The world's largest rainforests

By Rhett A. Butler
July 11, 2020

Rainforests are found on all the world's continents except Antarctica. This article focuses specifically on the world's tropical rainforests.

The following charts show the extent of primary forest cover and tree cover in the tropics for the world's five largest blocks of rainforest: Amazon, Congo, Australiasia, Sundaland, and Indo-Burma.


The Amazon Rainforest

NASA Landsat satellite image of the Amazon rainforest.

The Amazon is the world's largest rainforest. The Amazon rainforest, which includes parts of nine countries and covers nearly 40% of South America, accounts for just over half the primary forests found across the tropics.

In numeric terms, about 6.29 million square kilometers (629 million hectares) of the Amazon is forested, of which nearly 84 percent — 5.26 million sq km — is classified as primary forest. For comparison, the land mass of the United States is 9.15 million sq km, while Australia is 7.63 million sq km.

The Amazon rainforest has more than three times as much primary forest as the world's next largest rainforest, that of the Congo Basin. The Amazon rainforest accounts for just over a third of tree cover across the tropics.

The scale of the Amazon extends beyond its forest cover. The Amazon Basin has the world's largest river. While there is some debate over the world's longest river, there is no doubt that the Amazon River is the largest river: it carries more than five times the volume of the Congo or twelve times that of the Mississippi.

The Amazon rainforest also has the biggest population of indigenous forest peoples, including the greatest diversity of tribes and largest number of groups living in voluntary isolation. These groups are sometimes called "uncontacted tribes".

The Amazon rainforest has the highest biodiversity of any ecosystem, including more species of plants, birds, mammals, reptiles, amphibians, freshwater fish, and insects than any other place.


The Congo rainforest

NASA Landsat satellite image of the Congo rainforest.

The second largest block of tropical rainforest is found in the Congo Basin in Central Africa. About 2.87 million sq km of the basin is forested, of which 1.68 million is considered primary forest, as of 2020. That makes the Congo rainforest nearly the size of India's land mass.

Politically, the majority of the Congo rainforest lies within the Democratic Republic of the Congo (DRC), Gabon, Republic of the Congo, Cameroon, Central African Republic, and Equatorial Guinea. About 60% of the region's primary forest is in DRC.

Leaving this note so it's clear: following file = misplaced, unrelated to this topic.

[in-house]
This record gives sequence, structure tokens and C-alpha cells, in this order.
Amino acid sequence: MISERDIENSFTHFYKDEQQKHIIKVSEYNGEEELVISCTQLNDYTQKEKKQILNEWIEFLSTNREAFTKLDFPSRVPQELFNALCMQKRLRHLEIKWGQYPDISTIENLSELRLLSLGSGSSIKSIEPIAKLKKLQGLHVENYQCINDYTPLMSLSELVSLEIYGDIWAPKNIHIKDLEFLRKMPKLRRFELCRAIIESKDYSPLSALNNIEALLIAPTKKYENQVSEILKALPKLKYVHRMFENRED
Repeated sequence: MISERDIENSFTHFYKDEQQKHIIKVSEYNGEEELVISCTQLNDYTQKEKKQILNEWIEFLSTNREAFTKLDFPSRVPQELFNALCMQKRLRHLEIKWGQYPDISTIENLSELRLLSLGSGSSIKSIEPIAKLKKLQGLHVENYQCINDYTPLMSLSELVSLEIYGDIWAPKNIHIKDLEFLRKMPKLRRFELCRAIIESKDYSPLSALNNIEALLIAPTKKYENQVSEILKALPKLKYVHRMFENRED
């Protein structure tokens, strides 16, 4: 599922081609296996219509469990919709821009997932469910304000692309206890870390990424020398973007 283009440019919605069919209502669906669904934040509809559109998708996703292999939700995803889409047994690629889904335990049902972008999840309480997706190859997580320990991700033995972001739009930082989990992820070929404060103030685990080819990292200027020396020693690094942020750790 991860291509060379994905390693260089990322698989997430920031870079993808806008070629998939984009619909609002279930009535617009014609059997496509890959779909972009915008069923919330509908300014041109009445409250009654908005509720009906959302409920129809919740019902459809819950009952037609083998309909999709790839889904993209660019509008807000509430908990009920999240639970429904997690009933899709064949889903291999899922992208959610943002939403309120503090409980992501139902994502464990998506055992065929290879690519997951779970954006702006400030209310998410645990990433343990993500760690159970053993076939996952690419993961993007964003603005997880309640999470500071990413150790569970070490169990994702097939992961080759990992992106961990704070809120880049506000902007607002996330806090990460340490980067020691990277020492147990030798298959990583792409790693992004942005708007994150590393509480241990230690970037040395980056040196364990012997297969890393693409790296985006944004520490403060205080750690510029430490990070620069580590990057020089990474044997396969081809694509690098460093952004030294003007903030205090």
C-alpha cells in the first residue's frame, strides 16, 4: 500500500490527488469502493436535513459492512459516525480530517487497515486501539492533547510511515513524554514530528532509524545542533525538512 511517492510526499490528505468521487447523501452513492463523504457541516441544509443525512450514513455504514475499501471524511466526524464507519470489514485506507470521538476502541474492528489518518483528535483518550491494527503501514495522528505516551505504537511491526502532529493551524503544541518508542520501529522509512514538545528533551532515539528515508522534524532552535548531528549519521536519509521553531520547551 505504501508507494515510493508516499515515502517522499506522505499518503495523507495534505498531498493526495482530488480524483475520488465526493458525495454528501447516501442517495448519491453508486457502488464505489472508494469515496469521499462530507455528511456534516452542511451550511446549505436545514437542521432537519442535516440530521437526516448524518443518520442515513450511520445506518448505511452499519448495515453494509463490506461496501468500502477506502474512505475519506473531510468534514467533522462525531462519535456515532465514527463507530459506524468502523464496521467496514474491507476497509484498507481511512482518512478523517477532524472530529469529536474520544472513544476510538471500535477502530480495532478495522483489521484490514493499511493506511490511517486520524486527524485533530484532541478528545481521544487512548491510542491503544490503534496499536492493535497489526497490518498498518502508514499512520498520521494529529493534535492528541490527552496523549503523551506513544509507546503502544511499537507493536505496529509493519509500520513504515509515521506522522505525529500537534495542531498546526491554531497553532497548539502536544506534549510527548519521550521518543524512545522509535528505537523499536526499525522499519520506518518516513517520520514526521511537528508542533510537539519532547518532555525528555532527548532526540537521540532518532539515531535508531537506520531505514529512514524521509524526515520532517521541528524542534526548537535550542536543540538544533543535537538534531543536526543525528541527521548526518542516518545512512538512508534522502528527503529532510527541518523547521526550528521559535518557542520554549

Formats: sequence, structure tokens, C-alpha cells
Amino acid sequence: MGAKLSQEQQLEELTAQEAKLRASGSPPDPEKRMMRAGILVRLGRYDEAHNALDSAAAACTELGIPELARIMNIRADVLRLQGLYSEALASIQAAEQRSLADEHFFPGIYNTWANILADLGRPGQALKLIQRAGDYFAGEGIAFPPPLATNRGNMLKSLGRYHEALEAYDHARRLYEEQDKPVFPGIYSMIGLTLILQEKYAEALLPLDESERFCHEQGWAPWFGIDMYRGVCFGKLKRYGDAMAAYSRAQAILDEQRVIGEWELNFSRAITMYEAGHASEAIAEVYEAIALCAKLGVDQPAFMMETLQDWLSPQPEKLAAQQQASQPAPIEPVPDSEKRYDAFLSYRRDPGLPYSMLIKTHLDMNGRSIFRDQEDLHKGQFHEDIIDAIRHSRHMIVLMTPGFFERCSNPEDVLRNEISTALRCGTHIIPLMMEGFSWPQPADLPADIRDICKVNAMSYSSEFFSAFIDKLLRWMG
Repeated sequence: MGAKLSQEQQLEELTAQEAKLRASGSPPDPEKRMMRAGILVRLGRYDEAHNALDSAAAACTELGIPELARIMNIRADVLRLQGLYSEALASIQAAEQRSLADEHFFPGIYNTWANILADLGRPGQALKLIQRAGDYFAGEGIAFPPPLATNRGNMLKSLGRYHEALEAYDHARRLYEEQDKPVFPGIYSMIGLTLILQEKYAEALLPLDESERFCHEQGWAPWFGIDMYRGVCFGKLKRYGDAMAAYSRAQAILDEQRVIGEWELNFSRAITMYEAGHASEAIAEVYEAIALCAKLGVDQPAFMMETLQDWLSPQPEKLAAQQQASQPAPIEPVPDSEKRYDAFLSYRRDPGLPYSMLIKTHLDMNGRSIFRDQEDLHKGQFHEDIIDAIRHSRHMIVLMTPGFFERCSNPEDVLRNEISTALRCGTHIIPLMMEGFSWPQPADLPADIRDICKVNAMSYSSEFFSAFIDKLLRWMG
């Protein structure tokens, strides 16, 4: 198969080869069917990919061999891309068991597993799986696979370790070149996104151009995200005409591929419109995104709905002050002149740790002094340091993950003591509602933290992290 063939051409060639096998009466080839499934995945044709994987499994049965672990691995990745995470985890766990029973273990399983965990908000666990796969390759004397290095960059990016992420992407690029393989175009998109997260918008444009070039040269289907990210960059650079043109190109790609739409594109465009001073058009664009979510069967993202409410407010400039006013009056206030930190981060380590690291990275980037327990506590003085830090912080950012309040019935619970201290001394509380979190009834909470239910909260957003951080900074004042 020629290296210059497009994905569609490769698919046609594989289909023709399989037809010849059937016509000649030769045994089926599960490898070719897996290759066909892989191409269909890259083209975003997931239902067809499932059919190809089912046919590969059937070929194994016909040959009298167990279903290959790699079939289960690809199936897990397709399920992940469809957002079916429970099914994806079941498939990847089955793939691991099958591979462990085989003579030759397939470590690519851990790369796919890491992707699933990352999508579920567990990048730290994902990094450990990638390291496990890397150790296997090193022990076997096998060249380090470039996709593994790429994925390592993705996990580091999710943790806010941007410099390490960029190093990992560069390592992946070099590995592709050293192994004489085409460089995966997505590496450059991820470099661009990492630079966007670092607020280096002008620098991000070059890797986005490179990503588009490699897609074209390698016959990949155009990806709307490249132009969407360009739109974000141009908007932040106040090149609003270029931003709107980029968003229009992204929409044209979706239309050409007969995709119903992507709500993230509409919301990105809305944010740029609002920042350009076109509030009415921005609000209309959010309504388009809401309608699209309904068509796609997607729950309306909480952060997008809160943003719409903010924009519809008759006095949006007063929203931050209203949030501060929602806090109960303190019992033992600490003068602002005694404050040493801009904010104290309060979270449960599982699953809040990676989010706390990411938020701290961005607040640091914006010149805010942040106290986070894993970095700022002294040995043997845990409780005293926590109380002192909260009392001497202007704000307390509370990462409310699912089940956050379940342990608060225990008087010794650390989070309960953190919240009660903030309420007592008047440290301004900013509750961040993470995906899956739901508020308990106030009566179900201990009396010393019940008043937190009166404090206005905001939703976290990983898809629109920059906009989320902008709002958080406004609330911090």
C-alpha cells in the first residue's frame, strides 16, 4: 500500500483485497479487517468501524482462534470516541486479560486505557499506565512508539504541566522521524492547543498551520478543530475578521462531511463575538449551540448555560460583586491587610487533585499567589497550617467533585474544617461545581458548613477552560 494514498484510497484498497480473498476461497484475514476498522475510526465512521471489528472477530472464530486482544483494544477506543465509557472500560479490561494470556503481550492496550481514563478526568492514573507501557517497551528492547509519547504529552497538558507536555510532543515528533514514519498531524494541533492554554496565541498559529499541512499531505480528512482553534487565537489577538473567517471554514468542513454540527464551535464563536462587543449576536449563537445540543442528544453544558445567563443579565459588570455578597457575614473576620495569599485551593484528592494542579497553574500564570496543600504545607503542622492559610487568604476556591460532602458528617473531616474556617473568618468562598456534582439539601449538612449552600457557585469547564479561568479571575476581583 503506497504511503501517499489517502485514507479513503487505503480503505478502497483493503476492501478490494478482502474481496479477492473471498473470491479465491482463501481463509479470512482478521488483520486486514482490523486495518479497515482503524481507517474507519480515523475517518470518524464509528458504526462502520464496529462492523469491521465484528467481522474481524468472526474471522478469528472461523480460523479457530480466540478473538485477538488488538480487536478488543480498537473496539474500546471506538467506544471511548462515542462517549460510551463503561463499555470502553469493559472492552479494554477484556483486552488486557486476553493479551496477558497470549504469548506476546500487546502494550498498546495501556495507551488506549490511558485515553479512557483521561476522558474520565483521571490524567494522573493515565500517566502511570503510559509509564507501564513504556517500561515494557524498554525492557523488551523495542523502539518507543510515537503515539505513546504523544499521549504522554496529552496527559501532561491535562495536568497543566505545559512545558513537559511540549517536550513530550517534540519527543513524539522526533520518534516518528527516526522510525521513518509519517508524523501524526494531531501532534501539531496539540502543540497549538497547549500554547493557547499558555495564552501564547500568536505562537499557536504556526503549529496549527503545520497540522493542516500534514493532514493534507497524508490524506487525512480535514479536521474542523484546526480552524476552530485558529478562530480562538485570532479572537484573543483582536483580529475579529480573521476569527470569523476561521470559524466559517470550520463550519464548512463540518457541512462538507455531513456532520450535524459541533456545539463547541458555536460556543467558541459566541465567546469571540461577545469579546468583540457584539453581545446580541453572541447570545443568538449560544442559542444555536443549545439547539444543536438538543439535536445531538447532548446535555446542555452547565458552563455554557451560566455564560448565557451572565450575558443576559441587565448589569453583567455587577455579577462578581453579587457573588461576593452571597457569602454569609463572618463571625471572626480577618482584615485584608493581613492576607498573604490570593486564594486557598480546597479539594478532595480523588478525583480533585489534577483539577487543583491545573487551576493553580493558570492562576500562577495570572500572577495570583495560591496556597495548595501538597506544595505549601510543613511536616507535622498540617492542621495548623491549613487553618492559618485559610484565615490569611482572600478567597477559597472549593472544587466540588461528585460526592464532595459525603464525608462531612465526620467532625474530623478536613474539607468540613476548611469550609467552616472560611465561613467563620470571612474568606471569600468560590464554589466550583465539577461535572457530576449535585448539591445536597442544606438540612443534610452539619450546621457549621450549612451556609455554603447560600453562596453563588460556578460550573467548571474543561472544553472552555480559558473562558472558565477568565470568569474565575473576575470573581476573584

Deforestation in the Congo Basin is currently trending higher. Nearly all primary forest loss in the Congo is occurring in DRC.



NASA Landsat satellite image of the Australiasia rainforest.

The Australiasian rainforest includes tropical forests on the island of New Guinea and northeastern Australia as well as scattered islands that were connected as a single land mass when sea levels dropped during that last ice age.

Virtually all this region’s primary tropical rainforest is on the island of New Guinea, which is roughly split between Indonesia and Papua New Guinea.

New Guinea is the most linguistically diverse island on the planet with some 800 languages. There are believed to be a few uncontacted groups in remote parts of New Guinea.



NASA Landsat satellite image of the Sundaland rainforest.

Sundaland includes the islands of Borneo, Sumatra, and Java, among others as well as Peninsular Malaysia. Most of the region’s remaining forest is on the island of Borneo, which is divided politically between Indonesia, Malaysia, and Brunei.

Sundaland lost the world’s largest share of primary forest cover between 2002 and 2019. Borneo lost 15% of such forests, while Sumatra lost 25%.



NASA Landsat satellite image of the Indo-Burma rainforest.

The Indo-Burma region includes a mix of tropical forest types. Historical large-scale forest loss due to human population pressure means that surviving forests in this region are more fragmented than other regions mentioned so far. Most of the region’s tree cover consists of plantations, crops, and secondary forests.

The largest extent of primary forests in this region are in Myanmar, which has about one-third of the total area.

Indo-Burma lost about 8% of its primary forests and 12% of its tree cover since 2001. Cambodia accounted for more than a third of the region’s primary forest loss during this period.

For world's rainforests day 2020, we published The world’s great rainforests.